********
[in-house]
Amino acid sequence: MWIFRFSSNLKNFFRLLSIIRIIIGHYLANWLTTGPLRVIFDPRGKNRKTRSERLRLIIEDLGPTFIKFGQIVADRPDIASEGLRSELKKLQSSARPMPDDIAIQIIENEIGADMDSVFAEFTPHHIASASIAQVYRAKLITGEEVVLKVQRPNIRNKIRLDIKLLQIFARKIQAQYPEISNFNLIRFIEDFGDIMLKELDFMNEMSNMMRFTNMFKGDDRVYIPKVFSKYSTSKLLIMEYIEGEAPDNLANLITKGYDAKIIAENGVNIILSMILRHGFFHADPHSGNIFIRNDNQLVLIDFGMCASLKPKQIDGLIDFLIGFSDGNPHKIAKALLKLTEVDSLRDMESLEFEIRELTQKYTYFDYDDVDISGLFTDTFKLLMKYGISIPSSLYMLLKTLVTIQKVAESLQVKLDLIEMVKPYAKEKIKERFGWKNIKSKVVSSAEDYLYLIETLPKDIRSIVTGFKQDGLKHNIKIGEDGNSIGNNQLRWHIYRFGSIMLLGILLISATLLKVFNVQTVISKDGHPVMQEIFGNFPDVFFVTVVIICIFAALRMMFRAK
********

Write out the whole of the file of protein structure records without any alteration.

[in-house]
Amino acid sequence: MWIFRFSSNLKNFFRLLSIIRIIIGHYLANWLTTGPLRVIFDPRGKNRKTRSERLRLIIEDLGPTFIKFGQIVADRPDIASEGLRSELKKLQSSARPMPDDIAIQIIENEIGADMDSVFAEFTPHHIASASIAQVYRAKLITGEEVVLKVQRPNIRNKIRLDIKLLQIFARKIQAQYPEISNFNLIRFIEDFGDIMLKELDFMNEMSNMMRFTNMFKGDDRVYIPKVFSKYSTSKLLIMEYIEGEAPDNLANLITKGYDAKIIAENGVNIILSMILRHGFFHADPHSGNIFIRNDNQLVLIDFGMCASLKPKQIDGLIDFLIGFSDGNPHKIAKALLKLTEVDSLRDMESLEFEIRELTQKYTYFDYDDVDISGLFTDTFKLLMKYGISIPSSLYMLLKTLVTIQKVAESLQVKLDLIEMVKPYAKEKIKERFGWKNIKSKVVSSAEDYLYLIETLPKDIRSIVTGFKQDGLKHNIKIGEDGNSIGNNQLRWHIYRFGSIMLLGILLISATLLKVFNVQTVISKDGHPVMQEIFGNFPDVFFVTVVIICIFAALRMMFRAK